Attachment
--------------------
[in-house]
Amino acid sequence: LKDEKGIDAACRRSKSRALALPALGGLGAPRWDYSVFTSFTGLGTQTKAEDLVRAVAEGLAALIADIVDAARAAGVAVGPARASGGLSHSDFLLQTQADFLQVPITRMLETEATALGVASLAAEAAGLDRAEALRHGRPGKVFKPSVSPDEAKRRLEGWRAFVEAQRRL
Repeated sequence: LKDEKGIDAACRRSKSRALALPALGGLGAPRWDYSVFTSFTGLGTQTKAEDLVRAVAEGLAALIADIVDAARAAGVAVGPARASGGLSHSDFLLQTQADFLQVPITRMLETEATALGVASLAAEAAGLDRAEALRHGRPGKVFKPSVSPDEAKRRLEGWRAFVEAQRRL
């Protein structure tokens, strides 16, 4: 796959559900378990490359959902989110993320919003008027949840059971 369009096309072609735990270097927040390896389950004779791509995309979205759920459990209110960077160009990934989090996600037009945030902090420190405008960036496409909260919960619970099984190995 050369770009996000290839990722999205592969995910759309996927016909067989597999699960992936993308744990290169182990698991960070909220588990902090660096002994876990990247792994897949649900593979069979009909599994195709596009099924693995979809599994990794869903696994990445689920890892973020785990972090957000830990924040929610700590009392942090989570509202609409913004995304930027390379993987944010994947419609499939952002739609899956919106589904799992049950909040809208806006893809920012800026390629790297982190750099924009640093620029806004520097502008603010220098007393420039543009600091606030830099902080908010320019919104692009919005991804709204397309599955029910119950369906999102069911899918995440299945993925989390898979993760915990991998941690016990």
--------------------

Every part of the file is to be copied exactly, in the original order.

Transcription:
[in-house]
Amino acid sequence: LKDEKGIDAACRRSKSRALALPALGGLGAPRWDYSVFTSFTGLGTQTKAEDLVRAVAEGLAALIADIVDAARAAGVAVGPARASGGLSHSDFLLQTQADFLQVPITRMLETEATALGVASLAAEAAGLDRAEALRHGRPGKVFKPSVSPDEAKRRLEGWRAFVEAQRRL
Repeated sequence: LKDEKGIDAACRRSKSRALALPALGGLGAPRWDYSVFTSFTGLGTQTKAEDLVRAVAEGLAALIADIVDAARAAGVAVGPARASGGLSHSDFLLQTQADFLQVPITRMLETEATALGVASLAAEAAGLDRAEALRHGRPGKVFKPSVSPDEAKRRLEGWRAFVEAQRRL
């Protein structure tokens, strides 16, 4: 796959559900378990490359959902989110993320919003008027949840059971 369009096309072609735990270097927040390896389950004779791509995309979205759920459990209110960077160009990934989090996600037009945030902090420190405008960036496409909260919960619970099984190995 050369770009996000290839990722999205592969995910759309996927016909067989597999699960992936993308744990290169182990698991960070909220588990902090660096002994876990990247792994897949649900593979069979009909599994195709596009099924693995979809599994990794869903696994990445689920890892973020785990972090957000830990924040929610700590009392942090989570509202609409913004995304930027390379993987944010994947419609499939952002739609899956919106589904799992049950909040809208806006893809920012800026390629790297982190750099924009640093620029806004520097502008603010220098007393420039543009600091606030830099902080908010320019919104692009919005991804709204397309599955029910119950369906999102069911899918995440299945993925989390898979993760915990991998941690016990």